Take a dozen or so fish hooks, progressively embed them in plastic with a 3D printer and attach them to the feet of your hexapod and you’ve got a giant cockroach!
A team of researchers at Carnagie Mellon University came up with this ingenious hack which can easily be copied by anybody with a hexpod and a 3D printer. Here you can see the hooks embedded into the ends of a leg. This ‘Microspine technology’ enables their T-RHex robot to climb up walls at a slightly under-whelming 55 degrees, but also grants the ability to cling on severe overhangs.
Our interpretation of these results is that the robot needs to release and place each foot in a much more controlled manner to stop it from falling backwards. But researchers do have plans to help improve on that behavior in the near future.
Sensing and Closed Loop Control: As of now, T-RHex moves with an entirely open-loop, scripted gait. We believe that performance can be improved by adding torque sensing to the leg and tail actuators, which would allow the robot to adapt to large-scale surface irregularities in the wall, detect leg slip before catastrophic detachment,and automatically use the tail to balance during wall climbs.This design path would require a platform overhaul, but offers a promising controls-based solution to the shortcomings of our gait design.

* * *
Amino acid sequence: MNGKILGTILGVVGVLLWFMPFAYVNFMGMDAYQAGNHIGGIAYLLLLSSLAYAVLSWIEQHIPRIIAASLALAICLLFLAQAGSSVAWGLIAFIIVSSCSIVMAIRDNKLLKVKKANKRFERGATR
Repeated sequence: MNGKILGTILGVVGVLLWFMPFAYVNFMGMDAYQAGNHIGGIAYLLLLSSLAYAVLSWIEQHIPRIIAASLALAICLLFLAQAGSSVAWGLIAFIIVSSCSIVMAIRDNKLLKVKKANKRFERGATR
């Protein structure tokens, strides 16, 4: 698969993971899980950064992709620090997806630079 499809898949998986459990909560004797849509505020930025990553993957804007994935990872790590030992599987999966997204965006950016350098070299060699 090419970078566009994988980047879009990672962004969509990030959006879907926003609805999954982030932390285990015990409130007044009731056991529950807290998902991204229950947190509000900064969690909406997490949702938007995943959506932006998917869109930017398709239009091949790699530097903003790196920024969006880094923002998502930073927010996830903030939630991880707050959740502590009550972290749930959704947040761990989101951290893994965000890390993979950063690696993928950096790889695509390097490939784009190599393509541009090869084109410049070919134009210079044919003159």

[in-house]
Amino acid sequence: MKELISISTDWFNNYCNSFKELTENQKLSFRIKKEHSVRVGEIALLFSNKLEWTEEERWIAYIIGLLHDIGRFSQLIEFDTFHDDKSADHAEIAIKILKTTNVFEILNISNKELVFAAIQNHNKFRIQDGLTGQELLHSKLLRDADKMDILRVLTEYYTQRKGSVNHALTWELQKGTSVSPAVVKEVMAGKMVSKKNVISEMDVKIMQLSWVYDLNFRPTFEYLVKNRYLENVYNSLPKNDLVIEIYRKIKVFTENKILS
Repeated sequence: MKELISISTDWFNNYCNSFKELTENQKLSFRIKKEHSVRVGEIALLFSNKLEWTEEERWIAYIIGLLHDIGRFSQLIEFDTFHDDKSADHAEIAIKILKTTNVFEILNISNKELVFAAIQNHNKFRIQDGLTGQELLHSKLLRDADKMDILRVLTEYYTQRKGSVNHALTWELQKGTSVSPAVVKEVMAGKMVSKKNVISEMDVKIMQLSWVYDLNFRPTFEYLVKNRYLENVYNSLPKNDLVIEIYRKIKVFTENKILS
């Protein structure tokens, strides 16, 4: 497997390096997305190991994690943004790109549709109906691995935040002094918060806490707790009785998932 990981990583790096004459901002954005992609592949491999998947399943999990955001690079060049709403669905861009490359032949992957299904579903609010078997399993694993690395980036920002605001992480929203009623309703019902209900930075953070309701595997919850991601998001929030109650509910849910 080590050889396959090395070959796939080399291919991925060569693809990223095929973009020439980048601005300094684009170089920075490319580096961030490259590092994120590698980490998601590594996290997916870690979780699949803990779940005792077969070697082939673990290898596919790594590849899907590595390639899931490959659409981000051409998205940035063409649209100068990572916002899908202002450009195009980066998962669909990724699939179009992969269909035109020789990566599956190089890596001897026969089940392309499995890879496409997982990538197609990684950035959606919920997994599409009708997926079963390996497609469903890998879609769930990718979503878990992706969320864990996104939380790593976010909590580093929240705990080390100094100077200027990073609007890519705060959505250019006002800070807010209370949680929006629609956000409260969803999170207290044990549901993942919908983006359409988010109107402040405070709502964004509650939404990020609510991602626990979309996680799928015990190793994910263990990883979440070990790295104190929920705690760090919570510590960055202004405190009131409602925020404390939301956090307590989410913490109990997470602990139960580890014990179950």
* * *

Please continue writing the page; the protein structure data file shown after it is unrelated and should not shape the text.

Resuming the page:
No doubt we will all now want to build cockroaches that will out perform the T-RHex. Embedding fish hooks into plastic is done one at a time. During fabrication, the printer is stopped and a hook is carefully laid down by human hand. The printer is turned on once again and another layer of plastic laid down to fully encapsulate the hook. Repeat again and again!
Your robot would need the aforementioned sensing and closed loop control and also the ‘normal’ array of sensors and cameras to enable autonomy with the ability to assess the terrain ahead. Good luck, and don’t forget to post about your projects (check out Hackaday.io if you need somewhere to do this) and tip us off about it! We’ve seen plenty of, sometimes terrifying, hexapod projects, but watch out that the project budget does not get totally out of control (more to be said about this in the future).
[Thanks to Qes for the tip]